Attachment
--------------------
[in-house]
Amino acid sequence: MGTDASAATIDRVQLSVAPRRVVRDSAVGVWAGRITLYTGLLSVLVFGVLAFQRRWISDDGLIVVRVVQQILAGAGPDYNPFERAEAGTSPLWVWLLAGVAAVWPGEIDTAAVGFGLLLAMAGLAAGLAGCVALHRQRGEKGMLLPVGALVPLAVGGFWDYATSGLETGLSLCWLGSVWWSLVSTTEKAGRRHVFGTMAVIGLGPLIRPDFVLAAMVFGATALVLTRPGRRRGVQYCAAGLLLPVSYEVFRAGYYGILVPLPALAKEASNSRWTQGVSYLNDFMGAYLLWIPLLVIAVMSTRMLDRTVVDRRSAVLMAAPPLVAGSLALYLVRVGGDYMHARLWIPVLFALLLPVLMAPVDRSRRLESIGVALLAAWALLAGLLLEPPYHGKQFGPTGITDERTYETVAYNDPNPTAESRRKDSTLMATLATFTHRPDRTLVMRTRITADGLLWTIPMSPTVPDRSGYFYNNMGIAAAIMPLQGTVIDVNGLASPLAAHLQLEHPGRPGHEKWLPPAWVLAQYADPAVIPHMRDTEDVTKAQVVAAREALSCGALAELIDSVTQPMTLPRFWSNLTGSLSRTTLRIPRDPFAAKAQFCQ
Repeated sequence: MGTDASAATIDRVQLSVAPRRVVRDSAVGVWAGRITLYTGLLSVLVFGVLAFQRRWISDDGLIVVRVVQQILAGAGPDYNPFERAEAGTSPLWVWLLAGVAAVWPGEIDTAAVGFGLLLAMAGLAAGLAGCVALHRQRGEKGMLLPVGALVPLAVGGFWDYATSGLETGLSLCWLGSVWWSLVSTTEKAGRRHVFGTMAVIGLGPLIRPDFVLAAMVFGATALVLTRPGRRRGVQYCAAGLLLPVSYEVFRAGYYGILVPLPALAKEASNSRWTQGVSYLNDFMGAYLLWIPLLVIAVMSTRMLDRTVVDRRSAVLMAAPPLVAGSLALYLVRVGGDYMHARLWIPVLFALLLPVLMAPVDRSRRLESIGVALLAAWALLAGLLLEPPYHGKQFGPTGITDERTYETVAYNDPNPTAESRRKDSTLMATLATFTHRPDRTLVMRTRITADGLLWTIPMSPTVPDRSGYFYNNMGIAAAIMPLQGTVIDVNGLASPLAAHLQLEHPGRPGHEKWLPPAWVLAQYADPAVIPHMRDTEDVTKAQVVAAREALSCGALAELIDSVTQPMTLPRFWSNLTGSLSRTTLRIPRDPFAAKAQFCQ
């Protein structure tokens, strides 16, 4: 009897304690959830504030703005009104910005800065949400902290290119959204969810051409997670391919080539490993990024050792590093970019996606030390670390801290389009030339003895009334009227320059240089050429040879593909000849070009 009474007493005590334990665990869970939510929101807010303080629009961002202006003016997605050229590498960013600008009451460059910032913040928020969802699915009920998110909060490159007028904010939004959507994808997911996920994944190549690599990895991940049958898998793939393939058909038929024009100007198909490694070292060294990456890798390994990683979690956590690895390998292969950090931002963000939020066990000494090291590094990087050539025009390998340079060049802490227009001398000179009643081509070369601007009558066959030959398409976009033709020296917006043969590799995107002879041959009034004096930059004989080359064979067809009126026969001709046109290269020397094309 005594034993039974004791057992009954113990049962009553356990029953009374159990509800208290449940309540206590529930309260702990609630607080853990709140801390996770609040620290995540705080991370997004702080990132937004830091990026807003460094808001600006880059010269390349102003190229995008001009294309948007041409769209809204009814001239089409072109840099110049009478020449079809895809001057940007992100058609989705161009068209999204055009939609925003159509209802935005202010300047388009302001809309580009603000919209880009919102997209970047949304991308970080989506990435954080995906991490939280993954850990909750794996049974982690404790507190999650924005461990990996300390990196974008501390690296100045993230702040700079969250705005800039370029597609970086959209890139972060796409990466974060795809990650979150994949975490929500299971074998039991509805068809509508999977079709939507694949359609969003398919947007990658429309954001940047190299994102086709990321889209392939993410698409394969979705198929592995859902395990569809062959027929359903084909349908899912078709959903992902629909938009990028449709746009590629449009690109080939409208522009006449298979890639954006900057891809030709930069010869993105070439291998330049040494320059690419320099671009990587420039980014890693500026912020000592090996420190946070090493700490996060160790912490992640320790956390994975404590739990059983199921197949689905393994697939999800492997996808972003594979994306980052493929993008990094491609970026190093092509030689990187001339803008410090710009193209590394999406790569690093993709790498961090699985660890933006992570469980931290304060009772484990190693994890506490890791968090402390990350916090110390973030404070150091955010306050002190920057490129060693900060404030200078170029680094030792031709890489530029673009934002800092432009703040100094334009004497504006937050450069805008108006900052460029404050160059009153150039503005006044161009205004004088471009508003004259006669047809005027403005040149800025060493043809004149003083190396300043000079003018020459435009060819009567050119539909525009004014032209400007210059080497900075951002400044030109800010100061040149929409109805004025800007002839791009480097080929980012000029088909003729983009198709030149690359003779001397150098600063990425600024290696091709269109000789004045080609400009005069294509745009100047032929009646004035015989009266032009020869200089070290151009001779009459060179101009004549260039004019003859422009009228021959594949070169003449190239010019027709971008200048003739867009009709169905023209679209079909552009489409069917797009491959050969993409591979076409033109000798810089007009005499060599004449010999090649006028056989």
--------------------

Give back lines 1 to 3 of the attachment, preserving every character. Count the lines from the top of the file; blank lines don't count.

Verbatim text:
[in-house]
Amino acid sequence: MGTDASAATIDRVQLSVAPRRVVRDSAVGVWAGRITLYTGLLSVLVFGVLAFQRRWISDDGLIVVRVVQQILAGAGPDYNPFERAEAGTSPLWVWLLAGVAAVWPGEIDTAAVGFGLLLAMAGLAAGLAGCVALHRQRGEKGMLLPVGALVPLAVGGFWDYATSGLETGLSLCWLGSVWWSLVSTTEKAGRRHVFGTMAVIGLGPLIRPDFVLAAMVFGATALVLTRPGRRRGVQYCAAGLLLPVSYEVFRAGYYGILVPLPALAKEASNSRWTQGVSYLNDFMGAYLLWIPLLVIAVMSTRMLDRTVVDRRSAVLMAAPPLVAGSLALYLVRVGGDYMHARLWIPVLFALLLPVLMAPVDRSRRLESIGVALLAAWALLAGLLLEPPYHGKQFGPTGITDERTYETVAYNDPNPTAESRRKDSTLMATLATFTHRPDRTLVMRTRITADGLLWTIPMSPTVPDRSGYFYNNMGIAAAIMPLQGTVIDVNGLASPLAAHLQLEHPGRPGHEKWLPPAWVLAQYADPAVIPHMRDTEDVTKAQVVAAREALSCGALAELIDSVTQPMTLPRFWSNLTGSLSRTTLRIPRDPFAAKAQFCQ
Repeated sequence: MGTDASAATIDRVQLSVAPRRVVRDSAVGVWAGRITLYTGLLSVLVFGVLAFQRRWISDDGLIVVRVVQQILAGAGPDYNPFERAEAGTSPLWVWLLAGVAAVWPGEIDTAAVGFGLLLAMAGLAAGLAGCVALHRQRGEKGMLLPVGALVPLAVGGFWDYATSGLETGLSLCWLGSVWWSLVSTTEKAGRRHVFGTMAVIGLGPLIRPDFVLAAMVFGATALVLTRPGRRRGVQYCAAGLLLPVSYEVFRAGYYGILVPLPALAKEASNSRWTQGVSYLNDFMGAYLLWIPLLVIAVMSTRMLDRTVVDRRSAVLMAAPPLVAGSLALYLVRVGGDYMHARLWIPVLFALLLPVLMAPVDRSRRLESIGVALLAAWALLAGLLLEPPYHGKQFGPTGITDERTYETVAYNDPNPTAESRRKDSTLMATLATFTHRPDRTLVMRTRITADGLLWTIPMSPTVPDRSGYFYNNMGIAAAIMPLQGTVIDVNGLASPLAAHLQLEHPGRPGHEKWLPPAWVLAQYADPAVIPHMRDTEDVTKAQVVAAREALSCGALAELIDSVTQPMTLPRFWSNLTGSLSRTTLRIPRDPFAAKAQFCQ